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Employee maliciously complies with company's rules as requested by boss and exposes ineffectiveness

A determined software engineer fulfills the boss's challenging requests with precision to expose inefficient company policies.

Employee maliciously complies with company's rules as requested by boss and exposes ineffectiveness
Representative Cover Image Source: (L) Pexels | Keira Burton; (R) Reddit | u/thanos_is_the_victim

Working in the software industry can be a challenging task. Being an expert with different programming languages and having the patience to run multiple tests and solve problems quickly are what make the job unique. The inherent nature of the job, coupled with unreasonable management tactics, can make things worse for employees. u/thanos_is_the_victim had such a story to share about their manager who made unnecessary requests from employees.

Representative Image Source: Pexels | Lukas
Representative Image Source: Pexels | Lukas


The employee states they work as a software engineer for a "mid-sized" tech organization. They have a boss, John, who vehemently follows company policies and procedures when going about things to a "point of absurdity." They write, "He insists that every single task, no matter how small or insignificant, must be documented and approved before we can start working on it." John happened to assign the engineer with the task of changing the color scheme on their app.

According to the engineer, it was a very easy task and would take them only an hour to complete. But John insisted that the employee follow the organization's rules for the entire process. So, for the small task, they would have to draft a proposal, get approval from departments, create test cases, do testing and gain approval from the quality assurance team before implementing any change. The engineer tactfully decides to do exactly as the boss asks.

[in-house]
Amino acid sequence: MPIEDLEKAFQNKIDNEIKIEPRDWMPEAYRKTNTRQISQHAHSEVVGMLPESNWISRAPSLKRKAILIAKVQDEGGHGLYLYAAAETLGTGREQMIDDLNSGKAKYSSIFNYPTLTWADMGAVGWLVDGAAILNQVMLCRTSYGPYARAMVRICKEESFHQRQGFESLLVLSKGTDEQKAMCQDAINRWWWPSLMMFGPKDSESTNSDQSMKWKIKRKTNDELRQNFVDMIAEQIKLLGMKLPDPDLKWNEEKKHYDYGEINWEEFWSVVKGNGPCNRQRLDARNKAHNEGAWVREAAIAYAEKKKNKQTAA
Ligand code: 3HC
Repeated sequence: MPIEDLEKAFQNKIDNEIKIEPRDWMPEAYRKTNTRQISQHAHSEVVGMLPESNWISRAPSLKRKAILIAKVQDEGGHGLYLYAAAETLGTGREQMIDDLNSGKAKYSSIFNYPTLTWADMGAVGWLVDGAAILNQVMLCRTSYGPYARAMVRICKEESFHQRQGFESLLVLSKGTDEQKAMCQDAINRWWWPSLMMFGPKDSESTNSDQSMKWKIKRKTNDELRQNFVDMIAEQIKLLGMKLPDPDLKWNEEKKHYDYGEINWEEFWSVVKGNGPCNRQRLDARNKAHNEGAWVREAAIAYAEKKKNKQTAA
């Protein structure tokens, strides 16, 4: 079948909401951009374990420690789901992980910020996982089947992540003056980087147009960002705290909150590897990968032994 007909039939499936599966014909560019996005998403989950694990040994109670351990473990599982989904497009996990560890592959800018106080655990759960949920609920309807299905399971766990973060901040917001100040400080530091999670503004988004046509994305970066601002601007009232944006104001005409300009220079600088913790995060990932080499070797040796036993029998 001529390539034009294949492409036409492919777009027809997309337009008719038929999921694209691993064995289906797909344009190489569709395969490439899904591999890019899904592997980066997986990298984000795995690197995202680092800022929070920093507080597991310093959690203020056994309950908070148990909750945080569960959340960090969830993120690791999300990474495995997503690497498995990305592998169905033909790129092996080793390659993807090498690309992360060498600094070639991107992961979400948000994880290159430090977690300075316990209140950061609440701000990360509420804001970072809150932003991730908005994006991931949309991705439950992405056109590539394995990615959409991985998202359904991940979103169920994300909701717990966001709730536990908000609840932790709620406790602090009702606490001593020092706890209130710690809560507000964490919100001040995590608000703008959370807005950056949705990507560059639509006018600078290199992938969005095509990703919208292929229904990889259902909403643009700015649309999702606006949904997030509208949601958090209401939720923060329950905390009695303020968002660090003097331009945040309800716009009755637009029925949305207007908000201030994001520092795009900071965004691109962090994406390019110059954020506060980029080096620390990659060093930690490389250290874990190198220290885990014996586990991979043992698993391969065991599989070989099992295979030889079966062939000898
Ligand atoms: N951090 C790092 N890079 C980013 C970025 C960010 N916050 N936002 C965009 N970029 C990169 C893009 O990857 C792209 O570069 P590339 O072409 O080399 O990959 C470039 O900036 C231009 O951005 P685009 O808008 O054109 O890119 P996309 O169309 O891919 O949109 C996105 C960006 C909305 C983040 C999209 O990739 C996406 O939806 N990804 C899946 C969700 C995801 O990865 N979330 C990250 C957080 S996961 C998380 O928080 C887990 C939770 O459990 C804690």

The engineer then spent two days writing a detailed proposal for the changes they wanted. After this, they sent it for approval to other departments, which took three days. The testing process added another two days to the process. The final assurance that had to come in from the quality assurance team took another three days. In short, a task that should have been over in an hour ended up taking roughly two weeks to be finished.

They write, "When John asked why it took so long, I simply told him that I was following his instructions and doing everything by the book." John learned his lesson and became a bit more flexible about the rules from that point onward. Other people on the platform agreed that most policies only wasted time and did not yield any significant benefits.

Image Source: Reddit/Ha-Funny-Boy
Image Source: Reddit/u/Ha-Funny-Boy


Image Source: Reddit/RJack151
Image Source: Reddit/u/RJack151


u/One-Cardiologist-462 commented, "This is often the case. Adhering to strict regulations slows things down to a crawl, wasting time and money. I think you should continue to do it. You can't get in trouble for following company policy. Stand back and let them waste as much time and money as possible on red tape."

u/Al-Czervik-Guns pointed out, "The mentality of John is common. He is insecure. If he ensures his entire team always follows procedure, then if there is a bad result, it is the fault of the procedure, not the fault of John. Some people focus on results. Some people focus on the process. Those who focus on the process will use it as a defense that they followed the process and were successful regardless of the results. We know which camp John falls into."

The story is an indication that many organizations unnecessarily insist on policies that are not useful. In such scenarios, organizations can rework their policies to be more efficient and flexible. They can try to find a balance between regulating employee work and ensuring a smooth workflow.

Editor's note: This article was originally published on September 14, 2023. It has since been updated.

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